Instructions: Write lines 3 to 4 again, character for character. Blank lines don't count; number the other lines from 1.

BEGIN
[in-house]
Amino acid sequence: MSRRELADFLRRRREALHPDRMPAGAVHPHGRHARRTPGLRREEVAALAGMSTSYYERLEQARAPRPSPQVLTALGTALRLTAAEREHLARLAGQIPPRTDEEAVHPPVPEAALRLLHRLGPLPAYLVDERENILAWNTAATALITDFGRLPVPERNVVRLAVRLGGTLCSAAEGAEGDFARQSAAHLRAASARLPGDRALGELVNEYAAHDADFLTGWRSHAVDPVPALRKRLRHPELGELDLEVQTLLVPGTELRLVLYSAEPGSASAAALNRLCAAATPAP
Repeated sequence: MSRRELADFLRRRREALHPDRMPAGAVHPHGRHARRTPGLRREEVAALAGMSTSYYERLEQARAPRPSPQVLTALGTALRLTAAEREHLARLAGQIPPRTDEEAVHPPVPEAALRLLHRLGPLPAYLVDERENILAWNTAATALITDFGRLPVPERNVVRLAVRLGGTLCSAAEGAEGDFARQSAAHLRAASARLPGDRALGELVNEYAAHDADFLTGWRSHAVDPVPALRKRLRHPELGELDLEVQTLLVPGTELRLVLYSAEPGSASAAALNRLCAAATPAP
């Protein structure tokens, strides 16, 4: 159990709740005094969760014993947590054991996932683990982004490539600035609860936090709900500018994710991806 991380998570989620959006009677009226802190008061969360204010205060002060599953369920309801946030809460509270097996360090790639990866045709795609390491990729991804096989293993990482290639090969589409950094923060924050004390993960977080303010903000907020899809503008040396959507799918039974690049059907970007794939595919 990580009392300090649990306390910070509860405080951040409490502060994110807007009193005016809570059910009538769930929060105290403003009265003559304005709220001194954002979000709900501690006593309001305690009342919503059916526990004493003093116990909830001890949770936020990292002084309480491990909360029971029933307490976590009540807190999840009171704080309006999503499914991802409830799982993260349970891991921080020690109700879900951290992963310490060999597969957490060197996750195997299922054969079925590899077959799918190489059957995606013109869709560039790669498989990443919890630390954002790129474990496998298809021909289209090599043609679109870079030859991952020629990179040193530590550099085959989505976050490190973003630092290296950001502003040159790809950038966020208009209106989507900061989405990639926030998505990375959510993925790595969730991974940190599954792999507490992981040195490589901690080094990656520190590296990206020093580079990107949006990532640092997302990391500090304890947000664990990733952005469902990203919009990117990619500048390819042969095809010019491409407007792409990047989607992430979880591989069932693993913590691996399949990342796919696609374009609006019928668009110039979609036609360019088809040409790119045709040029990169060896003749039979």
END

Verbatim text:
Repeated sequence: MSRRELADFLRRRREALHPDRMPAGAVHPHGRHARRTPGLRREEVAALAGMSTSYYERLEQARAPRPSPQVLTALGTALRLTAAEREHLARLAGQIPPRTDEEAVHPPVPEAALRLLHRLGPLPAYLVDERENILAWNTAATALITDFGRLPVPERNVVRLAVRLGGTLCSAAEGAEGDFARQSAAHLRAASARLPGDRALGELVNEYAAHDADFLTGWRSHAVDPVPALRKRLRHPELGELDLEVQTLLVPGTELRLVLYSAEPGSASAAALNRLCAAATPAP
């Protein structure tokens, strides 16, 4: 159990709740005094969760014993947590054991996932683990982004490539600035609860936090709900500018994710991806 991380998570989620959006009677009226802190008061969360204010205060002060599953369920309801946030809460509270097996360090790639990866045709795609390491990729991804096989293993990482290639090969589409950094923060924050004390993960977080303010903000907020899809503008040396959507799918039974690049059907970007794939595919 990580009392300090649990306390910070509860405080951040409490502060994110807007009193005016809570059910009538769930929060105290403003009265003559304005709220001194954002979000709900501690006593309001305690009342919503059916526990004493003093116990909830001890949770936020990292002084309480491990909360029971029933307490976590009540807190999840009171704080309006999503499914991802409830799982993260349970891991921080020690109700879900951290992963310490060999597969957490060197996750195997299922054969079925590899077959799918190489059957995606013109869709560039790669498989990443919890630390954002790129474990496998298809021909289209090599043609679109870079030859991952020629990179040193530590550099085959989505976050490190973003630092290296950001502003040159790809950038966020208009209106989507900061989405990639926030998505990375959510993925790595969730991974940190599954792999507490992981040195490589901690080094990656520190590296990206020093580079990107949006990532640092997302990391500090304890947000664990990733952005469902990203919009990117990619500048390819042969095809010019491409407007792409990047989607992430979880591989069932693993913590691996399949990342796919696609374009609006019928668009110039979609036609360019088809040409790119045709040029990169060896003749039979």